Fiddlershop's Music is for Everyone Blog Series:
Author, Retired Violinist Erica Miner
Keeping the Inner Performer Happy
Fiddlershop’s "Music is for Everyone" blog series features interviews with professional, amateur, and student musicians who inspire through their unique musical stories. Their example proves that music truly is for everyone, and we hope after reading, you’re motivated to begin and/or continue your musical journey.
By Jasmine Reese - After serving 21 years as a violinist for the Metropolitan Opera, Erica Miner sustained injuries in a car accident which forced her into early retirement from music performance. She soon after sold her 18th century Italian violin, and satisfied her "inner" concert musician through another career -- writing.
Miner is an award-winning author, screenwriter, journalist, and lecturer. Through written word, she lives music.
For journalism, she conducts interviews, and writes reviews on arts organizations and performances. She also gives lectures on opera which she states keeps the "inner performer happy." In addition, her books feature musicians, and music often sets the stage.
Born to Russian parents who "listened to classical music non-stop," it was natural for Miner to start violin at nine years old.
"I started singing -- I’m told -- literally in the cradle," Miner reminisced. "As I grew up, I found myself gravitating to the piano whenever we went to someone’s house that had one. In the summers, my parents took me to Detroit Symphony concerts every night, and by the time, I was 9 and ready to start violin, classical music was ingrained in my soul. My dad was my first violin teacher."
From then on, she developed a lifelong love and busy involvement in chamber music, solo recitals, and eventually, a fulfilling career with the Met Opera.
"I survived 21 years as a violinist at the Met Opera while raising two kids on my own. Music is everything to me! Music informs my life; everything I think and do and feel, from the moment I wake up in the morning [until] the moment I fall asleep at night. It has infused my soul since my very first conscious -- and perhaps even unconscious -- memory.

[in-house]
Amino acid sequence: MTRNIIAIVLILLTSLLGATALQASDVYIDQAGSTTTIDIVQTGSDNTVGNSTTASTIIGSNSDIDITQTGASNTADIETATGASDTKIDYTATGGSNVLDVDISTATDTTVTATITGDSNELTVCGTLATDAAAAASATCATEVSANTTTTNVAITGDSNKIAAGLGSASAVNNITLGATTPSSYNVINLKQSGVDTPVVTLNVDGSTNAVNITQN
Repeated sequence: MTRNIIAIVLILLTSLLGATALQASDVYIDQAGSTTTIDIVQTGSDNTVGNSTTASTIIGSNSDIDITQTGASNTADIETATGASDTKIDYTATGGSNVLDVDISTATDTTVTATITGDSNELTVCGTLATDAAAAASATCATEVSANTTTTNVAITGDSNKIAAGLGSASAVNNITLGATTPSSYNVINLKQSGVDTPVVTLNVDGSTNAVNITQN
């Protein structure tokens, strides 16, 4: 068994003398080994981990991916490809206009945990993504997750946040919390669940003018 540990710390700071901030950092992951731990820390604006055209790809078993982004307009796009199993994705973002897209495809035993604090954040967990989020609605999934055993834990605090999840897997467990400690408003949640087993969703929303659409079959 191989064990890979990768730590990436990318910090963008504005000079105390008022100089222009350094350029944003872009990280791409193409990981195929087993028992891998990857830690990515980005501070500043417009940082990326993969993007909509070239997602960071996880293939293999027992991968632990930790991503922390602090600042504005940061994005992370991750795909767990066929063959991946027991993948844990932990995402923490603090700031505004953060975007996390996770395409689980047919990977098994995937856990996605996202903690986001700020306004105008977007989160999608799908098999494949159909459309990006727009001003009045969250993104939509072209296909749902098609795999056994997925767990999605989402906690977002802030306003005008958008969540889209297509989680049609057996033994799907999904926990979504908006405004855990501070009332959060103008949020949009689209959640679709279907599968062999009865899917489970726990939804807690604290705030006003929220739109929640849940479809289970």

When I was performing music in high school, I belonged to an all-female singing group in which we started every performance with our theme song, To Music. I’ve never forgotten the rush of feeling I experienced when we sang the words, 'To Music, noble art, we bow in adoration. Our vibrant hearts resound, with psalms of adulation.' That kind of says it all."
Miner describes giving up chamber music and all her other activities as "just wrenching." But she's proud of what she's accomplished since then.
"I have overcome physical trauma, emotional turmoil, and the process of reinventing myself. It’s amazing what a human being can do to just keep going.
I actually had started writing before playing violin. I was placed in a special afterschool program for creative writing when I was in grade school, and I loved the whole process of creating characters and plots. So, becoming a writer seemed the natural transition.
Having gone through the grieving process of losing my ability to play violin, I am quite gratified with my accomplishments as a writer and lecturer."
Miner has interviewed famous musicians such as Hilary Hahn, Frederica von Stade, and Ferruccio Furlanetto, etc.... Her articles have been inspiration for her novels such as Murder in the Pit. She's currently working on a sequel to the book along with some other projects.
"I have a number of opera lectures coming up, topics ranging from Mozart and Rossini to Wagner and beyond," she said. "My novel sequel takes place at the Santa Fe Opera, and I’m having a blast creating problems for the violinist protagonist, and everyone she comes into contact with."
Miner leaves musicians with some encouraging words for coping with injury and the loss of physical capability to perform.
"Find a creative outlet that kindles your passion and can help you stay connected to your love for music; writing is one, and that worked for me. I know a number of former musicians who have been writing, in any number of genres.
But it doesn’t have to be the written word. One of my former colleagues is sculpting. Another has become quite well-known as a conductor. Read Leon Fleisher’s book – he certainly had to deal with a life-changing situation in a huge way.
Remember that music will always be in your heart, no matter what you choose to do to make your inner performer happy."
PHOTO CREDIT: 2nd Portrait with Violin by Stephen Doran Miner
Do you know a professional, amateur, or student musician with an inspirational, funny, heartwarming, or unique story? Recommend them for our Music is for Everyone Blog series. We'll interview them for the Fiddlershop Blog. Contact us via email: firstname.lastname@example.org. I’d love to hear from you! :)